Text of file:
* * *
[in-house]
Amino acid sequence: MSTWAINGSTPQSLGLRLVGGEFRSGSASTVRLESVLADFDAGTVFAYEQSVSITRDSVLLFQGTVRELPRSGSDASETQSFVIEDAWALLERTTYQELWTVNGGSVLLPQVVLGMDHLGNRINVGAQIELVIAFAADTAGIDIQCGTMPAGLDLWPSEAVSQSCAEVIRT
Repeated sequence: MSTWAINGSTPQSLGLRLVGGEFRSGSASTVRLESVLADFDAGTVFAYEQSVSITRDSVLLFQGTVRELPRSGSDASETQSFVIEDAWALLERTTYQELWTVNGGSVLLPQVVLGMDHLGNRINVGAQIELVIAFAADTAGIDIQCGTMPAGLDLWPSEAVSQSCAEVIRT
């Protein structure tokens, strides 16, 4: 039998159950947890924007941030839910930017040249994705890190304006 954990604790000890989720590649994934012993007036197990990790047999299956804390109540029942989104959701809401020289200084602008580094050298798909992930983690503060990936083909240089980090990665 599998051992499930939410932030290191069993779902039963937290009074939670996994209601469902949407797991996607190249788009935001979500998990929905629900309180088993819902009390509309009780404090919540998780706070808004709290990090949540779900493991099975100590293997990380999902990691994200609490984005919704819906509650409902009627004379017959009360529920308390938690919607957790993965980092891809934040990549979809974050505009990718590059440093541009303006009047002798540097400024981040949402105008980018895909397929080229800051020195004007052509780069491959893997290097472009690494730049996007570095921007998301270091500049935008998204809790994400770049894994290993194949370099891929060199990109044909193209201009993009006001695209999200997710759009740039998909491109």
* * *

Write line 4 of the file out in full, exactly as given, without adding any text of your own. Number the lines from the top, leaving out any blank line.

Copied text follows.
């Protein structure tokens, strides 16, 4: 039998159950947890924007941030839910930017040249994705890190304006 954990604790000890989720590649994934012993007036197990990790047999299956804390109540029942989104959701809401020289200084602008580094050298798909992930983690503060990936083909240089980090990665 599998051992499930939410932030290191069993779902039963937290009074939670996994209601469902949407797991996607190249788009935001979500998990929905629900309180088993819902009390509309009780404090919540998780706070808004709290990090949540779900493991099975100590293997990380999902990691994200609490984005919704819906509650409902009627004379017959009360529920308390938690919607957790993965980092891809934040990549979809974050505009990718590059440093541009303006009047002798540097400024981040949402105008980018895909397929080229800051020195004007052509780069491959893997290097472009690494730049996007570095921007998301270091500049935008998204809790994400770049894994290993194949370099891929060199990109044909193209201009993009006001695209999200997710759009740039998909491109």